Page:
It would have taken eight or nine days to Sassinoth in regular circumstances, but we made the journey slower than I had planned. It looks like it will take us a whole week: thirteen days between Kurkurast and Sassinoth. I had not guessed how ill the roadpackers and the powersledges and every kind of moving vehicle and even simple walking and skiing would make me. It’s infuriating. I have never been carsick or seasick in my life, and now I have the most loathsome, stupid nausea and can only stand to travel a few hours a day. I tried to stay up late nights so that I would be forced to sleep while in transit, and not suffer so much, but the only effect it had was to make me tired as a surplus to my sickness. My stomach tries to empty itself at the slightest provocation. More fool it, since there is so little to empty.
Eating is difficult. I can manage some bread in small chunks, or a couple spoonfuls of the most insipid kadik porridge, or water in small sips throughout the day, but not much more. My head hurts often. My chest hurts sometimes. My heart runs fast. My mind fogs and my patience is gone.
Since we are traveling slowly, I have the time to write. I would write more, but I am weary and in ill humors.
Genly is patient, and insists we should not push ourselves to travel too fast. By “we,” he plainly means me. I remind myself people in his culture are not offended by advice. He says it out of concern, after all.
At times I fear I may lose control over the tight coil of frustration I hold within myself. At other times I feel I lack enough energy to truly snap.
My voice comes out of my throat and I scarcely recognize it. Riding on the back of a roadpacker a few miles outside Sassinoth, I tell Genly,
“I didn’t get nausea last time,” and I sound pitiful, like I’m about to cry.
I close my eyes and do not cry, because the windows of the packer are down so I can get fresh air but it’s so cold, and snot freezing to my face is another thing I don’t need.
Next to me on the bench, he puts his arms around me and I rest my head on his shoulder.
“You’ve done this before, then?” he asks.
“I guess I didn’t think...but I should have. Foreth rem ir Osborth did say to tell you the children were well. I didn’t realize…”
“No, they’re both Ashe’s. He bore them. I’m only the father.”
I do not say, these days, I have been missing them as though they were my own.
“My child—my son, I should say; He’s not a child, he’ll be twenty come spring. He lives in Estre.”
I do not wish to turn my thoughts towards my Hearth and son, but lately, I cannot help thinking of Sorve. I don’t know what he looks like now, as a young adult, so in all my recent dreams he has been a baby at my breast, or smaller still and hidden within me. In my dreams, I do not know whether I am nineteen again or forty. It is an appalling state, to be unhitched from time, and to have your wounds unstitched. My mind does not dare do this to me while I am awake, and so waits till I am asleep and guardless, like a coward. Genly does not ask about my Hearth and family. The subject is a difficult one for me to speak of. I think he knows this, but I am certain he does not know why. There is much I have not told him.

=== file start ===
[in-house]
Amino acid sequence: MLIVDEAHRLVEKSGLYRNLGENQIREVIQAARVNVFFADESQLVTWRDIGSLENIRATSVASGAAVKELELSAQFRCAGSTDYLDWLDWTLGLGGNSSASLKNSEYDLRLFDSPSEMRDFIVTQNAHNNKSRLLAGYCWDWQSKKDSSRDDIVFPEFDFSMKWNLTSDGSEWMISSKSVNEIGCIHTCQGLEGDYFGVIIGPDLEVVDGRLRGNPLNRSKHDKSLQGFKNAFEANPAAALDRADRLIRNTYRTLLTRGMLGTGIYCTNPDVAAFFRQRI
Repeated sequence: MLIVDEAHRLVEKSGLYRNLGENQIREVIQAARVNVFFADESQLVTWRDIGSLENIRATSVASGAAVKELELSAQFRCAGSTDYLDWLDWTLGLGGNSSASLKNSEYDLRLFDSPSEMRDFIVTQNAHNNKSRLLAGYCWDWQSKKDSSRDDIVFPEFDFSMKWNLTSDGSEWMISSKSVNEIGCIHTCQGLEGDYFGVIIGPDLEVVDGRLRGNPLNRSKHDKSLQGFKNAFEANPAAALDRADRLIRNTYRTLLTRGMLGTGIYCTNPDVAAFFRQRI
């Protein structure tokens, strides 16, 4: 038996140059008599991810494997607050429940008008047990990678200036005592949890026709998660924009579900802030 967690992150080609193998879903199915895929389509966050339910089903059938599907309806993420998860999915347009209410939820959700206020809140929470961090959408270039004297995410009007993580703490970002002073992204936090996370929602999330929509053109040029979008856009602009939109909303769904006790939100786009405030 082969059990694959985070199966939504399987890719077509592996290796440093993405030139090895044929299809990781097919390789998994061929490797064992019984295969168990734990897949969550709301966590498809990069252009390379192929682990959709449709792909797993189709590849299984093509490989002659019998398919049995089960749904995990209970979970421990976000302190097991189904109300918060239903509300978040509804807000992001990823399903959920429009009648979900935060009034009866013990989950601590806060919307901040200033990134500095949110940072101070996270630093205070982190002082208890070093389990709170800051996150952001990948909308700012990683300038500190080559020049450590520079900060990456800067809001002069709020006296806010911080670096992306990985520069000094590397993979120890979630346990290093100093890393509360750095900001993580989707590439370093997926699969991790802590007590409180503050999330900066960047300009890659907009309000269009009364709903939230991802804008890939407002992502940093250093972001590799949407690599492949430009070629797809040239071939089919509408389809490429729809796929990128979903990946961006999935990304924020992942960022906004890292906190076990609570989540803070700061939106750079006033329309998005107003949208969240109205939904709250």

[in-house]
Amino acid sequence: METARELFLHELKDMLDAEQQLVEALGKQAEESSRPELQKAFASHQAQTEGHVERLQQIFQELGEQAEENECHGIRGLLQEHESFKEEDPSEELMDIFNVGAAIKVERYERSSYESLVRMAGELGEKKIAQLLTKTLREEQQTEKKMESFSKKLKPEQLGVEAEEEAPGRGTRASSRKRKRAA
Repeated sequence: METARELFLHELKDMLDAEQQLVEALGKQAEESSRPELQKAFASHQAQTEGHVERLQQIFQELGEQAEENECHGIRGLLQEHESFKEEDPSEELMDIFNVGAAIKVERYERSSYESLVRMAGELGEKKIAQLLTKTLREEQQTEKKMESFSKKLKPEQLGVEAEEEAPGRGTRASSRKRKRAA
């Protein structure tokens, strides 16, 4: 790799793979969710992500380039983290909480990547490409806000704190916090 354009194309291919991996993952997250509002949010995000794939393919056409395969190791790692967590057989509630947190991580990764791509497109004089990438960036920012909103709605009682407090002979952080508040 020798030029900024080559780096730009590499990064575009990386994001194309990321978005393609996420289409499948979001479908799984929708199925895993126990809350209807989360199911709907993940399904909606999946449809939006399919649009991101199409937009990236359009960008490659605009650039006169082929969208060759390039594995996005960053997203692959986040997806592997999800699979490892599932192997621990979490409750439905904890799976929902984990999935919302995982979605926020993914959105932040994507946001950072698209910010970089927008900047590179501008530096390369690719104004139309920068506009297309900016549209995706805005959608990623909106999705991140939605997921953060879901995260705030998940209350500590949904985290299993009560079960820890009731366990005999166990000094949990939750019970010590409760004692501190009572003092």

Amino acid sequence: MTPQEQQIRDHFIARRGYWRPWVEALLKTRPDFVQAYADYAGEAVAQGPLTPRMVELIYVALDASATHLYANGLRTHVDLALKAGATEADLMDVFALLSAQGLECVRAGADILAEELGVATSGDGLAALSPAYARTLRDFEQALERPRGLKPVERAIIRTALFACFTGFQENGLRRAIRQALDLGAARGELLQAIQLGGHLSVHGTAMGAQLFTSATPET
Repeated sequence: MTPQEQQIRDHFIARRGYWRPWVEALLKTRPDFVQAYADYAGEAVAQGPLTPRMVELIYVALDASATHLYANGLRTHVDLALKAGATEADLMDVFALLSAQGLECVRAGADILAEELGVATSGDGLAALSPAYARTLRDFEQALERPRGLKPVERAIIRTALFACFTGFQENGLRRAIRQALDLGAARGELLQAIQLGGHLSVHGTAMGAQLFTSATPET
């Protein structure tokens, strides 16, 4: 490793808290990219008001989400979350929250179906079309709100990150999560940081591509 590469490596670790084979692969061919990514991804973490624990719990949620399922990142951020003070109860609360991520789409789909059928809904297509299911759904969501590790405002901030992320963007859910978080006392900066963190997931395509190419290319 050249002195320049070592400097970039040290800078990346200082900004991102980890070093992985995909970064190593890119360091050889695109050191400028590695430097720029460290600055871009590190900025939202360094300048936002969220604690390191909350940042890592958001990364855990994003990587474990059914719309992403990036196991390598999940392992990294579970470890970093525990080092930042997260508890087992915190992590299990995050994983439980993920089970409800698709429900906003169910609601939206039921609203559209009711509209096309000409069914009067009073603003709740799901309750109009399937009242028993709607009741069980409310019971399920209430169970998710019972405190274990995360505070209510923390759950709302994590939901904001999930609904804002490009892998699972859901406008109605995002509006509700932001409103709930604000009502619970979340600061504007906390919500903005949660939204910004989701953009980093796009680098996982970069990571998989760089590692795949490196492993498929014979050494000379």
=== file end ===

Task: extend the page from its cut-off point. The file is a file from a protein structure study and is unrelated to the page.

“We can stop at the next stop and get off the road packer,” he says, (with an endearing space in the middle as if it were two words; he speaks Karhidish well but it is not his native tongue), “if you’re feeling bad.”
I answer the same thing I’ve answered every time for the past few days.
“It’s not practical to stop whenever I feel bad. I’m only feeling bad because we’re moving forward. We must push through a little longer.”
This was the opposite of what I had told him when he had a panic attack on the all-white unshadow of the glacier. I had stopped then, and pitched the tent. I do not follow my own advice now. I am desperate to be done with vehicles and to have his ship’s landing secured.
“All right,” he says, hesitantly. “You know your limits.”
But in the afternoon, perhaps to spare my pride, Genly claims he needs to stretch his legs and eat, so we stop in the tiny Hearth of Pinth by the roadside, where we spend the night. I manage to eat a watery cup of bean and fish skin soup. It stays eaten, praise creation unfinished.
It is a mercy, I suppose, that if I had to get ill, I got ill now and not while we were crossing the ice. It is altogether too easy to imagine that if we had slowed our journey, we would have died. I will not dwell on that. We are but a day or two from Sassinoth at our current pace. I expect to be there by Netherhad Irrem.
I cannot bring myself to keep writing about plans and the future. At Rotherer fastness, as a youth, I was taught to live with uncertainty, even to love it. It is as necessary for life as water and like water, an excess will stop your heart and froth your lungs. My only gift, foresight, wanes again. I do not know what comes next.
I tell Genly that I will return to Orgoreyn and that the Orgota have no quarrel with me, but this is only partly true, and only true if I can pass my forged papers off as legitimate and if I can disguise my Karhidish accent. (I can do a passable Sekeve District accent by doing an impression of Obsle, dear old coward, though I can’t keep it up for long periods of time.) They have no quarrel with the invented fur trapper Thener Benth. But even then, he did desert his post at Pulefen Voluntary. He may find himself in some trouble. Therem Harth, on the other hand, is no friend of the Sarf’s. He will find himself in considerably more trouble if discovered.
I must think of something. But it does not follow that I will . I have become like a hunted animal. All I can think to do is hide.